Indeed, this seems to be true even today. For most of us as human beings, there are some goods that flatten out at rock bottom and are apparently obvious goods that they require no further argumentation, the good of life, for example.
If you were to find yourself arguing against the evil of genocide on the basis of the good of human life, and someone responded with confusion, “But why is human life good?” you might reasonably think you were talking with someone whose reason is seriously impaired and whose moral sense is broken much like a physical sense.
Hence, I am able to come back to where I initially began: my inner self. My own conscience dictates that some moral realities are apparent to me and within me, accessible through reason. It is obvious to rational human persons that life is good. I am compelled to see and value certain goods. Consequently, we as human communities make moral precepts such as life should be preserved and protected. One need only recognize one’s nature and the nature of the world around him to affirm this. In the words of Martin Luther King Jr., the way one knows if a civil law is a bad law or good law is if it violates the natural law.
So, we can say this moral order is written on our hearts. But how else can we know this moral order?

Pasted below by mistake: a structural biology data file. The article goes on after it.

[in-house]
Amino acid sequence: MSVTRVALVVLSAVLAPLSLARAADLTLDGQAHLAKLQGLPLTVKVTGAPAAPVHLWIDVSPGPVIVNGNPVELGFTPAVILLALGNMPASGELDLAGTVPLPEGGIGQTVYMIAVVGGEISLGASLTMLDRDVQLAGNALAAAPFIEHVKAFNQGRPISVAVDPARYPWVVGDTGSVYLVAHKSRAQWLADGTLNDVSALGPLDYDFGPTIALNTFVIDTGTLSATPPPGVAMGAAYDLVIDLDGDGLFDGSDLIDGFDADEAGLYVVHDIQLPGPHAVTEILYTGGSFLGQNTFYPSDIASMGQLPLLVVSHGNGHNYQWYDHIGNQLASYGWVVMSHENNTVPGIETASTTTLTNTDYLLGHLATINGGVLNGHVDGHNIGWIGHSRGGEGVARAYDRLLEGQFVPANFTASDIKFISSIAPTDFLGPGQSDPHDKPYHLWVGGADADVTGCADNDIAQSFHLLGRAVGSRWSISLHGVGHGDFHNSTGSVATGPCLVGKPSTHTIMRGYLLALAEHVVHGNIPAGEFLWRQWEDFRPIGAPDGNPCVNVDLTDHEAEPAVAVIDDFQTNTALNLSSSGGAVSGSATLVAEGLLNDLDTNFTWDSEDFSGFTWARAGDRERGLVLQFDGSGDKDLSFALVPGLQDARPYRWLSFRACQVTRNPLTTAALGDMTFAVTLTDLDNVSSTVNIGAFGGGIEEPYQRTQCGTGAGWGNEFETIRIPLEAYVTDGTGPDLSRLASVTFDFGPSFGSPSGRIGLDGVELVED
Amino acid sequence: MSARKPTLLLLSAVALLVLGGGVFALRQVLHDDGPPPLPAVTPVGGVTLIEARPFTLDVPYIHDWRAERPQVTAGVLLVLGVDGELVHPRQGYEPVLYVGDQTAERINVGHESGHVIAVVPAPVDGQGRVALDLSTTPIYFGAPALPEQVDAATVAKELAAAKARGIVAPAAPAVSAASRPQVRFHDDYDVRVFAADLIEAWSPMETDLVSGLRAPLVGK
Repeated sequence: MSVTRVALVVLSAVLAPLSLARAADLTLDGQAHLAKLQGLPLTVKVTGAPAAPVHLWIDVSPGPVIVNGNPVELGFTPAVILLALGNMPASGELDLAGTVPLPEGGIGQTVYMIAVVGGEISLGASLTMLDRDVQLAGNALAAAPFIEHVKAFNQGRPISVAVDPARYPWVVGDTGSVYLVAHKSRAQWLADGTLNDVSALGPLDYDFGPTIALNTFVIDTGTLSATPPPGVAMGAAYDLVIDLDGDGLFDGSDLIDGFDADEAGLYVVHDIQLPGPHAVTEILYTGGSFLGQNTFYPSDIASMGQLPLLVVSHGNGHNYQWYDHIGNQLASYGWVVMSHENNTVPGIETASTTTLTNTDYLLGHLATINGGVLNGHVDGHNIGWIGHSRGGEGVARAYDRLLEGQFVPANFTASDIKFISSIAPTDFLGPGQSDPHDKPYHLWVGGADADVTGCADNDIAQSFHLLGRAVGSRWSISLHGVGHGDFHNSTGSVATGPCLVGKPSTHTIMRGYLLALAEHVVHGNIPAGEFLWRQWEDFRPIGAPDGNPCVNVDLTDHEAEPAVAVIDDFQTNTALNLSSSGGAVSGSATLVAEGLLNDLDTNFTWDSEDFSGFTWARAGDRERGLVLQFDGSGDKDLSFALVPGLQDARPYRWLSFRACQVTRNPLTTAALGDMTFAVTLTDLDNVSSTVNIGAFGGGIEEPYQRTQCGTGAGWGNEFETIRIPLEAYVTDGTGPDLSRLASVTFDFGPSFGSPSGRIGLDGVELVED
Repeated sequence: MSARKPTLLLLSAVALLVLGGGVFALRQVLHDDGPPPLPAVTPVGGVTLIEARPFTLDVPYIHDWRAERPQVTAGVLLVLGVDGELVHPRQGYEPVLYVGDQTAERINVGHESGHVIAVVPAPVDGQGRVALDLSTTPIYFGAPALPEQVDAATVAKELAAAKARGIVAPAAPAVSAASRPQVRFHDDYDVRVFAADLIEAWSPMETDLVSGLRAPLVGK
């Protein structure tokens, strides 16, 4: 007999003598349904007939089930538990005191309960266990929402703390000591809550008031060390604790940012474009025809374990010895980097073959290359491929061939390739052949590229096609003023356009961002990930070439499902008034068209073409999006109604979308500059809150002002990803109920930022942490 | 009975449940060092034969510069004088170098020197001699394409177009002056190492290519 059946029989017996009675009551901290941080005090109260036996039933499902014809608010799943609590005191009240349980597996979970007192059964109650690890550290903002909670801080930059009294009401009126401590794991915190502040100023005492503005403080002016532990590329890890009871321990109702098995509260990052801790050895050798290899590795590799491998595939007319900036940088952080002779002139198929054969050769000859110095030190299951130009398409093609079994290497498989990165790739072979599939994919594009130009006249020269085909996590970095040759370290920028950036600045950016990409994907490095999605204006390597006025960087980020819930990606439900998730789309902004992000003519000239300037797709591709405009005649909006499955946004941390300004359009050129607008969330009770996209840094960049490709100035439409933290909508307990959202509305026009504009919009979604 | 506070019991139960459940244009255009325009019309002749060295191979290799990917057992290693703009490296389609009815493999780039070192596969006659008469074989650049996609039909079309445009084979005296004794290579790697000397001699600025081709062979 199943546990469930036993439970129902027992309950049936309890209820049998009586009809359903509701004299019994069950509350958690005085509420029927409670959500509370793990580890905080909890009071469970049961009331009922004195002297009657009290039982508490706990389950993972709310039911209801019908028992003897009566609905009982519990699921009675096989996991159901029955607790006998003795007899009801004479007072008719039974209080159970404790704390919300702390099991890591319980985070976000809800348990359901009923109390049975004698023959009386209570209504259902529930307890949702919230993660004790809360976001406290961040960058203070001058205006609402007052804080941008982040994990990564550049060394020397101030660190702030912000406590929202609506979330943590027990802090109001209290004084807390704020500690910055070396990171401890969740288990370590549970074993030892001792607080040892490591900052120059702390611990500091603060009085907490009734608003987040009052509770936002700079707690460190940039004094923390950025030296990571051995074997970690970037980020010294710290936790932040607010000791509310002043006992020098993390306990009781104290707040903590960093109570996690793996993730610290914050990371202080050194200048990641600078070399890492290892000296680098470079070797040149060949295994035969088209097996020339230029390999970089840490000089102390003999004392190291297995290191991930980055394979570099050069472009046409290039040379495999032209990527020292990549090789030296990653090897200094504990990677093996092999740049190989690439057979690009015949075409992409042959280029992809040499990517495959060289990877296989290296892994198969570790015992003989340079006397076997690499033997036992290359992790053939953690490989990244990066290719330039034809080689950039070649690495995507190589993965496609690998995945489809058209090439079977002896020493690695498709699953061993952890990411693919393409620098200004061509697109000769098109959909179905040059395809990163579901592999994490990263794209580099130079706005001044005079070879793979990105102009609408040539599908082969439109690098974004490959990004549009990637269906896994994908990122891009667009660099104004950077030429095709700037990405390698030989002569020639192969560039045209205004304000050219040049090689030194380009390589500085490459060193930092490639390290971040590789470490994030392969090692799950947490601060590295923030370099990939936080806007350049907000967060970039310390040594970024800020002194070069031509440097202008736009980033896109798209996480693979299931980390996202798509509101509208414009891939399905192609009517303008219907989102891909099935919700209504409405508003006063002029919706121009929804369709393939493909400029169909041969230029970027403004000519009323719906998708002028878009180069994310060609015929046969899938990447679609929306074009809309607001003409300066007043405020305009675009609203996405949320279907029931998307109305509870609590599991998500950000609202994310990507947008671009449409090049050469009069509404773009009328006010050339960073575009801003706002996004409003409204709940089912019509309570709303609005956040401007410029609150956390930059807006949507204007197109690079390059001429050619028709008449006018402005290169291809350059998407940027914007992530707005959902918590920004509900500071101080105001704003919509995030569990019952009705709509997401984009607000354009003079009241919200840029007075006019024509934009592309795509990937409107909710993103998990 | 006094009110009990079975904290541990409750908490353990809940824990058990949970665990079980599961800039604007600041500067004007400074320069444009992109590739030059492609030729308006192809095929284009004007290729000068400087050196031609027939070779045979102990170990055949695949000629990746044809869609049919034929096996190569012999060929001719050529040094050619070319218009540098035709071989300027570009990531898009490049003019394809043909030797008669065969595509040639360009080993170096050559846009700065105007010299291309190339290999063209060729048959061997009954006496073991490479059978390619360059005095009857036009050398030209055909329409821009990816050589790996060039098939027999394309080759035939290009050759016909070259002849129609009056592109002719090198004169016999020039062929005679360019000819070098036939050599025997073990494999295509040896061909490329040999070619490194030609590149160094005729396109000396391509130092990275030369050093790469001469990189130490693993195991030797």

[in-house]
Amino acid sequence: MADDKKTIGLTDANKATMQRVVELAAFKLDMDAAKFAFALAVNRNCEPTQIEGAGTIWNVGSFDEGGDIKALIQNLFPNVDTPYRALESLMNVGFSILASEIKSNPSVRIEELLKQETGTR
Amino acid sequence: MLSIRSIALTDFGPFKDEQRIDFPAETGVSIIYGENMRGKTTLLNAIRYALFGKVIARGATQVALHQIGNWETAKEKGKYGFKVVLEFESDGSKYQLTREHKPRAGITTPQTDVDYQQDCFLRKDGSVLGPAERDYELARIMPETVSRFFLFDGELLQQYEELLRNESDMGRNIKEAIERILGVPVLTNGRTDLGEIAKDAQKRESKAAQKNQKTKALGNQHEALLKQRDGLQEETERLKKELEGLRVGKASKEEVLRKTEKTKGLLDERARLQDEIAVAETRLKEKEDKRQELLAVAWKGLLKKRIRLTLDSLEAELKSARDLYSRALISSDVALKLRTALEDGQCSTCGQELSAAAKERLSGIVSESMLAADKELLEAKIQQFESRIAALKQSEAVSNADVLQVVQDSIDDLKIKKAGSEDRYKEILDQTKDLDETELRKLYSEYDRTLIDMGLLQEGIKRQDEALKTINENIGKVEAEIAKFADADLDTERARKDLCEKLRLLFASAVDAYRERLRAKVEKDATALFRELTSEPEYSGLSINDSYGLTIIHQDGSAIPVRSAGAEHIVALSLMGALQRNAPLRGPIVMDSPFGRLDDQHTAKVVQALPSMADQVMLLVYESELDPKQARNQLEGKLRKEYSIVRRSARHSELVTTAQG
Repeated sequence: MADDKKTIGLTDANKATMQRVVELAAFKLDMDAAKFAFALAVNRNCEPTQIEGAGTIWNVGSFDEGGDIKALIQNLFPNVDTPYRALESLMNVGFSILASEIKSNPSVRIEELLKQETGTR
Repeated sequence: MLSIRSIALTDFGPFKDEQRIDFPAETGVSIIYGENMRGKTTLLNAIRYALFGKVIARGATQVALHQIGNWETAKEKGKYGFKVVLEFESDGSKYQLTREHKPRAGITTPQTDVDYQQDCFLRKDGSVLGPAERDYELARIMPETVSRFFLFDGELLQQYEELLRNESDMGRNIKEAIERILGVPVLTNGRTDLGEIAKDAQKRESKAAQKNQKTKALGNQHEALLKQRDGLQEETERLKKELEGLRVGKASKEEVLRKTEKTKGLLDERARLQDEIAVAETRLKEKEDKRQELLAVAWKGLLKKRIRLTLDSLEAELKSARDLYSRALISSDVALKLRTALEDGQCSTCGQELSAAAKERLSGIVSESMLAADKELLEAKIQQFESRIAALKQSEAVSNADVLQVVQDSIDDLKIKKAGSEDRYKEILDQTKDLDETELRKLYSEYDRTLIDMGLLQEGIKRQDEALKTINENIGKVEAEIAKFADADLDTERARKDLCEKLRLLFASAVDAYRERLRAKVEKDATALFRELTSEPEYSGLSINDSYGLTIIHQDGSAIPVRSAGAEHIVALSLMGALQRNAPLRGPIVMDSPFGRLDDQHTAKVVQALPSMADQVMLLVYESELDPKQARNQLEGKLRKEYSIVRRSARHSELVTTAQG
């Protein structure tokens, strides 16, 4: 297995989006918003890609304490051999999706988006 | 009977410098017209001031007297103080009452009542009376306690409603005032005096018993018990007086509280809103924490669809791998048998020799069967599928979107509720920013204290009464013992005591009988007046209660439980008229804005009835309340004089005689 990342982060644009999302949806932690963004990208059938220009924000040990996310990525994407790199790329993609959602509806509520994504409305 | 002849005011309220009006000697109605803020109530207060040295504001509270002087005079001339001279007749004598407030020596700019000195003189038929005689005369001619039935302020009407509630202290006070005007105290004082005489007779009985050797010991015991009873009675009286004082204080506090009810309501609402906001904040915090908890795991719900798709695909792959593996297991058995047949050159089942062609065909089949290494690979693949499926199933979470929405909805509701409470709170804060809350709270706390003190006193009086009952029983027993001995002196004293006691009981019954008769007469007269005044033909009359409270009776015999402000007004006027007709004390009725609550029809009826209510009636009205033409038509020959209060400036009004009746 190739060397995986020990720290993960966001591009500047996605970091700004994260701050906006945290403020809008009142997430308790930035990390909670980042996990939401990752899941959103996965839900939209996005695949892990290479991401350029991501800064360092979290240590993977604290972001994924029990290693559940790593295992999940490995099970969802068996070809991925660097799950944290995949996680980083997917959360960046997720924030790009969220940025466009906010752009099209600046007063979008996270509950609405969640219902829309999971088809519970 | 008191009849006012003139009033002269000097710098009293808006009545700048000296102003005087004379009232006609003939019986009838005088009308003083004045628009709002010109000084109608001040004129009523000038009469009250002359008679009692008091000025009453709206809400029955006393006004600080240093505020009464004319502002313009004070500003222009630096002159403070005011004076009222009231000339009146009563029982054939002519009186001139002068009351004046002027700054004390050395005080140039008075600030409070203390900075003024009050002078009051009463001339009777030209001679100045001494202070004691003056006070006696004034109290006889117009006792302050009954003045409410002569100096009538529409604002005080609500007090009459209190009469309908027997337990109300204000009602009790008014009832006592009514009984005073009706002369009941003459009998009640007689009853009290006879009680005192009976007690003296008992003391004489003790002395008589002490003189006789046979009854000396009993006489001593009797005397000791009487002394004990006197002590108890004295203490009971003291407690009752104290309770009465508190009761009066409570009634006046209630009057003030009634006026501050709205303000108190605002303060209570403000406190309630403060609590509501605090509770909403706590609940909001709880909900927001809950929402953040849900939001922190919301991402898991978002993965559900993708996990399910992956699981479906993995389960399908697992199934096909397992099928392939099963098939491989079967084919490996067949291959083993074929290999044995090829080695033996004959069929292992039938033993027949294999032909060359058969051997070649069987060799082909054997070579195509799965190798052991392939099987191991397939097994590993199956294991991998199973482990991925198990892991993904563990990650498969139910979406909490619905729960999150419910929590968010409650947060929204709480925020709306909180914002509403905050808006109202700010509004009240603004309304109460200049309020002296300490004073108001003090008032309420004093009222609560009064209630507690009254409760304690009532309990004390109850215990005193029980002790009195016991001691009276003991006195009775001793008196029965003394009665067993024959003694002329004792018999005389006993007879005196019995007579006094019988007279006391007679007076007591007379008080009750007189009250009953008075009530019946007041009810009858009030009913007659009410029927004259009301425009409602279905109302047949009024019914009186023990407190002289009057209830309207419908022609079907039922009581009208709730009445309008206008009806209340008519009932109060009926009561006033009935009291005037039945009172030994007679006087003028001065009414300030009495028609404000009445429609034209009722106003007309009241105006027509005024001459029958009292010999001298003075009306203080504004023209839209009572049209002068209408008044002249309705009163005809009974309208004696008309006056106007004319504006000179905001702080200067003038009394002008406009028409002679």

Again, we must return to nature. In order to know whether something is good or bad, we need to know its nature. To inquire into a thing’s nature is to ask about the essence of the thing. And in order to know its nature, we need to know what its purpose is, what is it made for. For example, I can discern a good clock from a bad clock because I know what a clock is made for or its purpose. A clock tells time. A clock that does not tell time is a bad clock. A clock that does not tell time is rightfully said to be broken. Similarly, a plant strives to grow and reproduce. A plant that grows and reproduces properly flourishes. In fact, flourishing is an apt term as it relates to us human beings because since we share something in common with plants, namely we are organisms. This notion that objects have purposes, things for which they aim or are made for is called teleology.